Don’t F$ck With Me

The first adult penis I saw was attached to a complete perv who decided it would be thrilling for him to pull it out his Dolphin shorts (1980) and hang upside down on the monkey bars at the park where I was playing with one of my best friends. I also took in the rest of him. Strawberry orangish hair, beard, glasses. His artistic choice to upgrade his perp factor by hanging upside down, made the sad little member all the more ridiculous. Even to ten year old me.

I didn’t freeze. I didn’t get scared. I got emboldened. Perhaps a fight and flight hybrid. My friend and I hopped on our bikes and decided that on the count of three we would yell-


as loud as we possibly could. And we did, watching him over our shoulders as we biked quickly away, exhilarated, frankly, by our victory.

Later that day, after my mom called the cops, we also felt a sense of pity towards the young police officer who was clearly so uncomfortable asking us questions about the “incident.” The juvenile officer was blushing and embarrassed, and I remember thinking, even then, that his uncomfortable visit to our home to question us was a waste of time. To this day, I could tell a sketch artist exactly what that man, all of him, looked like.


The second time some asshole whipped it out in front of me was that same year not even a block from my home, where I was, again, riding my bike (which in hindsight I now see was my getaway vehicle on too many occasions). He pulled up next to me in his shitty brown sedan and asked for directions to a street that was literally yards ahead. Except for his pants were below his knees and he was sporting a boner, its ridiculous ugliness jetting straight up. The whole scene was ugly and confusing.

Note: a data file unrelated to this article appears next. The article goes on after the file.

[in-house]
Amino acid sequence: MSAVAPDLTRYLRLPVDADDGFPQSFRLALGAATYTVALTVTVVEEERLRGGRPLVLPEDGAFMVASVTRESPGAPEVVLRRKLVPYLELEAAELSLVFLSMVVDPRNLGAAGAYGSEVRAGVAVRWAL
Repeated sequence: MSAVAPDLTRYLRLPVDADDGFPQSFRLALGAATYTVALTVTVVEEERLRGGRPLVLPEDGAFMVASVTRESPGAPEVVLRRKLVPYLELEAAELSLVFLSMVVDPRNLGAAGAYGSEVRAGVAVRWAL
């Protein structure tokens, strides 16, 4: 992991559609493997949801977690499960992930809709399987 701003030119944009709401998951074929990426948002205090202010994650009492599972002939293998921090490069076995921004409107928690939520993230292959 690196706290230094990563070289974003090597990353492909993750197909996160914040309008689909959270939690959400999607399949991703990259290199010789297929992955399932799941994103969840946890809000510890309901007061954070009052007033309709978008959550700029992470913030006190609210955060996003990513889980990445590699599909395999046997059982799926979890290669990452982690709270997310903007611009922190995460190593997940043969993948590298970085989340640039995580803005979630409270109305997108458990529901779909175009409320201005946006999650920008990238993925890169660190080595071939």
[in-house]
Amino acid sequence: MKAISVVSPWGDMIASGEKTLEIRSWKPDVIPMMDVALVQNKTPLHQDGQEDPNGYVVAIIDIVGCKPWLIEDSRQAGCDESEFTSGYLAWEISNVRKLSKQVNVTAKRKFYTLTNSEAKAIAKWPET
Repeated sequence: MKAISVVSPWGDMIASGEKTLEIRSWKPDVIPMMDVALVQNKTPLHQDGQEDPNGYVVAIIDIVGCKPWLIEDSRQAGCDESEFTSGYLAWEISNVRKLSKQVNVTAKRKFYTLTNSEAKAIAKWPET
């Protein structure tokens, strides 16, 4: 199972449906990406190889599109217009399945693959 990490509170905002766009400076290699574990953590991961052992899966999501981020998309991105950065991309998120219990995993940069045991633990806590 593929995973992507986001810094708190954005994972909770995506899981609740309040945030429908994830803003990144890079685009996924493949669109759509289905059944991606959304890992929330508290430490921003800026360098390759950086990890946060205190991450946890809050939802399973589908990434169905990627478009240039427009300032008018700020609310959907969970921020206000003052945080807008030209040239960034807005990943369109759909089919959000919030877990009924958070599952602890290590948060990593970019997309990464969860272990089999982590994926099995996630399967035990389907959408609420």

But again. I didn’t freeze.

Flight kicked in, and I hopped back on my bike and pedaled as fast as I could out of there.

There are too many of these stories. My friends who grew up in New York City have too many to count. And they become more insidious when they cross the line from creepy stranger to colleague, boss, or even friend.


As a mother to two daughters, I have been trying to figure out what in ten year old me had the wherewithal to know that she had the power to get the f away from trouble. It is a conversation we have in our house. A lot. From the time they were little, we talked about listening to your gut, that voice inside, that “uh-oh feeling” as some parenting experts describe.

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That voice? It’s almost always spot on. But some of us push it down.

In recent weeks so many women have been speaking up about having that feeling. On the way up to Harvey Weinstein’s room for “a meeting.” With a boss or colleague. A teacher. A mentor. No arena seems to be spared.

Now is the time to get so loud about this.



I am hoping women and men of our generation can put a stop to this so that my daughters and girls like them do not have to move through the world on high alert at all times. These stories have shed a light on how exhausting it is to be a girl or woman in the world. Always with peripheral vision in play. Turning down the music on the headphones when running to be on the ready. Positioning yourself in work meetings just right. Gaze lifted and a little bit of that “Do Not Fuck With Me” expression on at all times.

Now is the time to stop all of it in its tracks. All of it.

Not all girls and women have the same reaction. Some do freeze. Some are victimized for reasons that no one of us should judge. But those of us who have a rambunctious, loud, bike riding ten year old inside them must speak up. And not stop speaking up. Until this is no longer the norm. We have to. This needs to end.